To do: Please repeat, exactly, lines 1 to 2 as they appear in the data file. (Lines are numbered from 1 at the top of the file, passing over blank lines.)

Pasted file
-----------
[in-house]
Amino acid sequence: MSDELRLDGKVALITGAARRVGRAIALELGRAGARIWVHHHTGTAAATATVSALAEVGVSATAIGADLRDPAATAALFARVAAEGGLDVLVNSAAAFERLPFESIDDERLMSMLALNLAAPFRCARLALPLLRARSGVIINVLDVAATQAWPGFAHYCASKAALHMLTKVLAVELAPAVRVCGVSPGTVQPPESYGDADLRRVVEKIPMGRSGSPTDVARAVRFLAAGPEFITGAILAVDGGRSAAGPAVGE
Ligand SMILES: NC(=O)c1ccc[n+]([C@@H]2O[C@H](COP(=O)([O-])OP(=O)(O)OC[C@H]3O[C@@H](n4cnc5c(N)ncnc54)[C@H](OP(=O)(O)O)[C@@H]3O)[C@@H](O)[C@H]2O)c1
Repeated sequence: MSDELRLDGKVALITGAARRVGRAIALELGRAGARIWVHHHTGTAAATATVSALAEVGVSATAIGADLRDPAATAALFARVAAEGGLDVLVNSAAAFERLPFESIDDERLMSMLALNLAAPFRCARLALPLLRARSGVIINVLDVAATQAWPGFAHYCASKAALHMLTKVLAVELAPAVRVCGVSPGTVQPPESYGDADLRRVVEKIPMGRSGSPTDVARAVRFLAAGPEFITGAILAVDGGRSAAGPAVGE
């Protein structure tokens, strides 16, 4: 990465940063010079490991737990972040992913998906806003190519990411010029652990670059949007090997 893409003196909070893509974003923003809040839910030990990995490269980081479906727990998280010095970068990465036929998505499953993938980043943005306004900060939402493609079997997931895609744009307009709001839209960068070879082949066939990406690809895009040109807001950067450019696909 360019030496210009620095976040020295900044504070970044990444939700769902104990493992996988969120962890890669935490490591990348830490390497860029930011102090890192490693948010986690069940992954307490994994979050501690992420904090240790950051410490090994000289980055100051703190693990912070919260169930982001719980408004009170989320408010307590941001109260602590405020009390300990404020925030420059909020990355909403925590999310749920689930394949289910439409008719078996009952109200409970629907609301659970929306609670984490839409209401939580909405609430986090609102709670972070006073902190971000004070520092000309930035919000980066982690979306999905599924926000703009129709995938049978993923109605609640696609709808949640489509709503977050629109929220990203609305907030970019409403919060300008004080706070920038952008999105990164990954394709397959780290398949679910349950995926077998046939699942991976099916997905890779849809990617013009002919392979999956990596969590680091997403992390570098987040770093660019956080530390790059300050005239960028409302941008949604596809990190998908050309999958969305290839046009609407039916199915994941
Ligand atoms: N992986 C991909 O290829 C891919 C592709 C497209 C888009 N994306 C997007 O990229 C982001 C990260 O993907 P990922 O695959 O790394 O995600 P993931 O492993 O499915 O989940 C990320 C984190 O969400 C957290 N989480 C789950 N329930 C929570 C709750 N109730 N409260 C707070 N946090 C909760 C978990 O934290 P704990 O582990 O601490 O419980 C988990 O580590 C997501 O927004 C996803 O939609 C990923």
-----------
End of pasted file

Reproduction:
[in-house]
Amino acid sequence: MSDELRLDGKVALITGAARRVGRAIALELGRAGARIWVHHHTGTAAATATVSALAEVGVSATAIGADLRDPAATAALFARVAAEGGLDVLVNSAAAFERLPFESIDDERLMSMLALNLAAPFRCARLALPLLRARSGVIINVLDVAATQAWPGFAHYCASKAALHMLTKVLAVELAPAVRVCGVSPGTVQPPESYGDADLRRVVEKIPMGRSGSPTDVARAVRFLAAGPEFITGAILAVDGGRSAAGPAVGE